Not many people know this, but back when I was in high school, I was a kitchen hand for a week as part of work experience. Granted, it was a short week, but it sealed my fate in that I decided that I never ever wanted to be a commercial kitchen chef. On day one, I was already begging for the week to come to an end – the tasks I was being asked to do were tedious and repetitive (cutting cos lettuce for Caesar salads in exact 3cmx3cm squares will drive anyone insane after two hours), and the atmosphere was always tense and full of swearing.
I did manage to learn some valuable experiences though. I peeled and de-veined my very first prawn while doing a whole 10 kilos of them, learned how to char-grill vegetables (and dropped many through the grill onto the fire in the process), and also how to make pesto.
That was the day I met the head chef for the first time, and my goodness he was an intimidating man. All I remember is that he instructed me to follow him to a small room in the kitchen where a monstrously-sized blender awaited, a box full of fresh basil, a head of garlic, and a bottle of olive oil. He told me to throw everything in to make ‘pesto’, something I’ve never heard of before. When I tentatively asked him for the amounts he wanted of each ingredient, he gave me an enigmatic smile and said that I should just test it as I go.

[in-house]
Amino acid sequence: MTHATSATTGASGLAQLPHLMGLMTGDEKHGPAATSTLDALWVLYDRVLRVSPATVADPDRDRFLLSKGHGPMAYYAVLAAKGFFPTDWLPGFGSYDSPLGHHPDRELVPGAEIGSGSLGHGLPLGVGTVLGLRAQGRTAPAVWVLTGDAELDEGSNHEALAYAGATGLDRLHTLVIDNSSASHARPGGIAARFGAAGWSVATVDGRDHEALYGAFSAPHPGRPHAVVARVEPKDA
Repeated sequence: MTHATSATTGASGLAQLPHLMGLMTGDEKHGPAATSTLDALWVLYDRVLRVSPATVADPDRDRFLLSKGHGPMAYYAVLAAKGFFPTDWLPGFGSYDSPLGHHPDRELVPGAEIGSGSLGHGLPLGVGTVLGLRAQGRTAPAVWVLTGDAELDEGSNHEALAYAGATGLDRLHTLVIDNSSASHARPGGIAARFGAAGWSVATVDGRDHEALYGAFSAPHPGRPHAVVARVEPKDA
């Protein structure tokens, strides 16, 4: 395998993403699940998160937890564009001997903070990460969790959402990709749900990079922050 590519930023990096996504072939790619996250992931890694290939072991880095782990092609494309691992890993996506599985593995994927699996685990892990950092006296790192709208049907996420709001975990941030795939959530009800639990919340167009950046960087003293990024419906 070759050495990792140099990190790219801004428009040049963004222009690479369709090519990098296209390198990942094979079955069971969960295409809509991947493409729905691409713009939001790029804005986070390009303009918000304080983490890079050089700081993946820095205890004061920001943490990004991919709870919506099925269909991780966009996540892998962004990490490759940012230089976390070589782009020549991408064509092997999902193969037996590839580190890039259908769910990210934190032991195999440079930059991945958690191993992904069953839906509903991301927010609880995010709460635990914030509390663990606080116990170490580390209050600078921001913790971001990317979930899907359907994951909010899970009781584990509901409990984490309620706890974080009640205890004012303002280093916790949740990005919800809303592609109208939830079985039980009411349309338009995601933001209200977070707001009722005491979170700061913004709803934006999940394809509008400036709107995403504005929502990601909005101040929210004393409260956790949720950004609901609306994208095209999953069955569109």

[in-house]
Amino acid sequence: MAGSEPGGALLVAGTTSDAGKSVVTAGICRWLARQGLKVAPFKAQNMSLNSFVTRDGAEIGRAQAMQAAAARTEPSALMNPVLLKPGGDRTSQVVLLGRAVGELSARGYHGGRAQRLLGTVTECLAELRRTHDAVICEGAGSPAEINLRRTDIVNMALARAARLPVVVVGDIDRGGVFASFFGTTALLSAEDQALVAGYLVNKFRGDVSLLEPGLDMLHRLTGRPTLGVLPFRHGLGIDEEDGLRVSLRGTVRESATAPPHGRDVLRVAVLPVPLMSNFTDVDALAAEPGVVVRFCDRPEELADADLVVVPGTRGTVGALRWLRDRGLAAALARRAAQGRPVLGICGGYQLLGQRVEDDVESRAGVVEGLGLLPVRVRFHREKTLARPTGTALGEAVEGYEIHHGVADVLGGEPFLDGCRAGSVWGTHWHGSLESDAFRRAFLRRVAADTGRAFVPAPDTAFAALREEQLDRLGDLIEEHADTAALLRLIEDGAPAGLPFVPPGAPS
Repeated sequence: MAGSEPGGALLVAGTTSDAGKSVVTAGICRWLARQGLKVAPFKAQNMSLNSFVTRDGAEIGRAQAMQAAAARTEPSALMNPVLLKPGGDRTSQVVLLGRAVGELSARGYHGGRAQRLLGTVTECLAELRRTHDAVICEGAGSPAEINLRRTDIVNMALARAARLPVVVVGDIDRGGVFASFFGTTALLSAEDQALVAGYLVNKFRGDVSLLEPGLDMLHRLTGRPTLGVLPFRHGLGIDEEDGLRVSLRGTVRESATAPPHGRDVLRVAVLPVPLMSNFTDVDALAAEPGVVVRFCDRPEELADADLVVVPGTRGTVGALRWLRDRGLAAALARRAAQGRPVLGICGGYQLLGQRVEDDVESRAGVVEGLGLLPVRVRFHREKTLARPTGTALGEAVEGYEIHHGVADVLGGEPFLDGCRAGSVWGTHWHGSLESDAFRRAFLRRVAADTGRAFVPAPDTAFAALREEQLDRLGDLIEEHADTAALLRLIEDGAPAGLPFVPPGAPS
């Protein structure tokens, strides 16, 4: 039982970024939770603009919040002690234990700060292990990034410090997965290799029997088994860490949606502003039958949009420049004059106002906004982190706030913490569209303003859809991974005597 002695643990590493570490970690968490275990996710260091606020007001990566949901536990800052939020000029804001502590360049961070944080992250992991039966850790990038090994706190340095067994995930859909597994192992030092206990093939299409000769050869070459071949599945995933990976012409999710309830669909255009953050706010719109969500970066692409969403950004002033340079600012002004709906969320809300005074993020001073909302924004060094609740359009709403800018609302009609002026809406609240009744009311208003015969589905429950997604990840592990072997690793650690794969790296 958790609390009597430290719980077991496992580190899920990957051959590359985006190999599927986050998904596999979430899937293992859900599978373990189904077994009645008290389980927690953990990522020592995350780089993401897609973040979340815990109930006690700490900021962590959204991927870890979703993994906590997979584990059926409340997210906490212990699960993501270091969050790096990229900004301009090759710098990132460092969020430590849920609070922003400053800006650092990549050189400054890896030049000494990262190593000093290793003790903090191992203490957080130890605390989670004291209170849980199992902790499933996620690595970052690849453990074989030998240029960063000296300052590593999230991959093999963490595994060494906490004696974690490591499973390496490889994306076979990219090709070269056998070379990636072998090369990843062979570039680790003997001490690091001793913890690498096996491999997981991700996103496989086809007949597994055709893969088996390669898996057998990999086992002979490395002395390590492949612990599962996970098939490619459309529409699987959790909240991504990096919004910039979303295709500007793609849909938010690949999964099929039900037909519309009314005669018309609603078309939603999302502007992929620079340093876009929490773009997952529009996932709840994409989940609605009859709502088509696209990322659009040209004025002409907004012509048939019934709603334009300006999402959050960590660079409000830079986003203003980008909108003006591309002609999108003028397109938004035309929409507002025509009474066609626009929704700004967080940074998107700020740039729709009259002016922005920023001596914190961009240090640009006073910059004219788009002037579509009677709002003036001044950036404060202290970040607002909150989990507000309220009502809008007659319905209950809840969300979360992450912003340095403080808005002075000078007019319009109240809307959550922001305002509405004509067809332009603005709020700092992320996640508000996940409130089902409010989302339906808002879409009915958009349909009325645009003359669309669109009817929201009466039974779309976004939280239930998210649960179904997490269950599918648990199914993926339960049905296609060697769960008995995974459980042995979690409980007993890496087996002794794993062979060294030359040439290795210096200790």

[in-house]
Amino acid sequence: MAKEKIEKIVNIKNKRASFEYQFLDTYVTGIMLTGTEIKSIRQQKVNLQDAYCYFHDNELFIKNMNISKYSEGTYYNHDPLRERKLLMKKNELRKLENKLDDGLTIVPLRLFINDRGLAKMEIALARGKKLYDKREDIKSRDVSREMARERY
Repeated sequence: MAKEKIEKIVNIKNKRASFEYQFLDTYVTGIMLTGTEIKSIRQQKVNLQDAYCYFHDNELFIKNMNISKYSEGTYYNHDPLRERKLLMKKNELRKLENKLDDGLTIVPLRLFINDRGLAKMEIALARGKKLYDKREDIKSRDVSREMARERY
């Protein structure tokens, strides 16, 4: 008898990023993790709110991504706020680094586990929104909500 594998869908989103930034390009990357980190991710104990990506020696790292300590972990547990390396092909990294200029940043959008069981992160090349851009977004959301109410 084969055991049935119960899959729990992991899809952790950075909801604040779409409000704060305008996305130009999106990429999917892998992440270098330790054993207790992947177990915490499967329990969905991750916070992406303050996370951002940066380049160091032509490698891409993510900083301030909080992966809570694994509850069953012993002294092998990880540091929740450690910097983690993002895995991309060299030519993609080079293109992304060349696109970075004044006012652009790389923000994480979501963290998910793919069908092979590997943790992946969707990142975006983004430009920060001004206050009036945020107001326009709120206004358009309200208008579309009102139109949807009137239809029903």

Quite simply, I was terrified out of my wits. 15 to 20 minutes later, he came in to check on me, dipped a spoon into the green mixture I had made, thought for a moment, then gave me a wide smile and nod of approval.
Since that day and over the years, I’ve discovered the versatility of pesto. How you can add different herbs and nuts to it to create a flavour that’s entirely different (rocket & walnut is also amazing, as is char-grilled capsicum & macadamia), and that its uses are unlimited, limited not only to stirring through cooked pasta, but you can also toss it through salads, brush it over a tender fillet steak, or simply spread a little on a slice of baguette and top with smoked salmon. With the different variations of basil pesto that I’ve tried, this is, without a doubt, the best basil pesto recipe I’ve ever used and I haven’t bothered to try out any different recipes since.
To make approximately one cup of basil pesto, you will need:
- 100g (2C) basil leaves;
- 40g (1/4C) toasted pine nuts;
- 25g (1/4C) grated Parmesan cheese;
- 1 teaspoon crushed garlic;
- 6o ml olive oil.
Place the basil leaves, toasted pine nuts, grated Parmesan cheese and the crushed garlic into the bowl of a food processor.
Process to combine and with the motor running, add the olive oil in a steady stream and puree.
Season to taste with a salt and pepper and thin with a little water if you prefer.
I didn’t overly-process my pesto as I like it quite chunky. If you’re not using it immediately, spoon it into a clean jar and cap tightly. If kept refrigerated, it should keep for up to two weeks as the olive oil essentially preserves it.
Enjoy! 🙂 xx